Today was hot and my house doesn’t have AC so I spent today doing nothing other than laying around and complaining about how it was too hot to do anything.
One of those complaints led to a debate about air cooling vs liquid cooling.
That was pretty productive, for a hot day anyways, because I learned something about the world: there are who people buy into liquid cooling simply because they think it’s cool. By which I mean they’re stupid, and it feels like they are probably the majority. Liquid cooling computers isn’t strictly wrong, there are reasons why it is better, but it took me a while to come to the conclusion, using thought routes that a bunch of people who support liquid cooling certainly didn’t use. Eventually I’ll make the comprehensive essay I’ve dreamed of writing, but for now the concept of Communication vs Conveyance suffices: people can write a lot of things about how something works and how well it works, but other people only read the parts they understand (if they understand at all), and they perpetuate their own story from there. Of all the comparison tests out there, where the liquid cooler wins, there’s people who read “liquid cooling (in all its forms) is better than air cooling (in all its forms)”.
When so many of these things are titled and labelled “air cooling vs liquid cooling”, who can blame them? That’s what you said, right? And the liquid cooler(s) won? Then liquid cooling is better. Hey wait… it’s not better. Wait, what do you mean you weren’t talking about all liquid coolers anywhere and everywhere?
So anyways, I was sitting in my room in front of my computer, complaining to my good friend Laxeris that it was too hot to lay in bed and do nothing, too hot to think, and too hot to play videogames, when he stated the extremely curious idea that liquid cooling is better than air cooling… for the sole reason that it has liquid in it.
Which is absolutely fucking wrong. But how was he supposed to know? I only happen to know because I took classes on thermodynamics and more broadly engineering classes that helped me look at the physics/systems behind the specifics. His knowledge goes as far as the average person’s i.e. journalist’s understanding takes him.
And what do the journalists say?
EK Water Blocks (liquid cooling manufacturer)
“Air Cooling vs. Liquid Cooling”
NZXT (computer case/accessories manufacturer)
“Should You Cool a CPU with Air or Liquid”
PCWorld (magazine about computers)
“Liquid cooling vs. traditional cooling: What you need to know”
Tom’s Hardware (online magazine about computers)
“How to Choose a CPU Cooler”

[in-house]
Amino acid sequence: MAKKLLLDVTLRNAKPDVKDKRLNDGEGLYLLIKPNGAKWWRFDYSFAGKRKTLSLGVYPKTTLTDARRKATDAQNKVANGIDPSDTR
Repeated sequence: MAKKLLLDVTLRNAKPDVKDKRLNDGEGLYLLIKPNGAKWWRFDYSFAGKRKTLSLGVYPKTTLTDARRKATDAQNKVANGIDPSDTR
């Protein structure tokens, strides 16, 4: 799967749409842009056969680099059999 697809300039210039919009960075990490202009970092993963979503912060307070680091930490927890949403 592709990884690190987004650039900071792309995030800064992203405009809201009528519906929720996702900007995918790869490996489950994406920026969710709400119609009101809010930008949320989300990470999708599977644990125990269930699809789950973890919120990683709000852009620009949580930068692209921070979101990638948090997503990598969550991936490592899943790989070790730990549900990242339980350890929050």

Corsair (computer peripherals company)
“Liquid Cooling vs. Air Cooling: Which Performs Better?”
These are the top five non-video results from Google searching ‘ air vs liquid cooling ‘.
On the topic of the fundamental idea, the driving physics behind the reason these ideas exist to begin with, throwing any particular implementations aside, this is what I got from each of the results on air cooling vs liquid cooling:
EK Water Blocks:
“Liquids and solid materials are better conductors of heat.”
” […] water transfers heat much more efficiently than air.”
“[…] fans aren’t as efficient as water cooling […]”
(no comment on comparison between physics)
(no comment on physics at all)
Excluding the 4th and 5th results, the latter of which is “just” playing the SEO game at the cost of coherency for the English language, the first three claim liquid cooling is more efficient than air cooling because ‘liquid is a better conductor of heat’. Which is correct. Liquid is indeed a better conductor/transferrer of heat than air.
But do people know what that means?
Here’s an extremely simplified thermodynamics lesson, without symbols and without math, and it’ll still be better than all the “look at all these pretty parts from our associates you might want to buy” garbage.
The two laws of thermodynamics that are of interest to us are, simplified:
- If two non-isolated items have the same temperature, no heat is exchanged.
- Energy is never created or destroyed.
In the zeroeth law, “isolation” means it’s in a vacuum and not touching anything. Such a thing does not exist in the scope of our analysis of a computer; everything is connected at least by air. ” The first law is clear enough after the clarification that heat is a type of energy, basically saying that if something is hot it’s not about to be cool unless it dumps its heat onto something cooler. According to Wikipedia it’s also the first law states that heat only (naturally) passes from hot to cold… I always thought that followed from the zeroeth, but it’s also in common sense.
Understanding the concept of heat capacity is also helpful: it’s the amount of heat that can be dumped into something before it changes a certain amount of temperature. Example, water has high heat capacity and air low: with any given heat source, air will rise in temperature faster than water ‘because it has less capacity for heat’.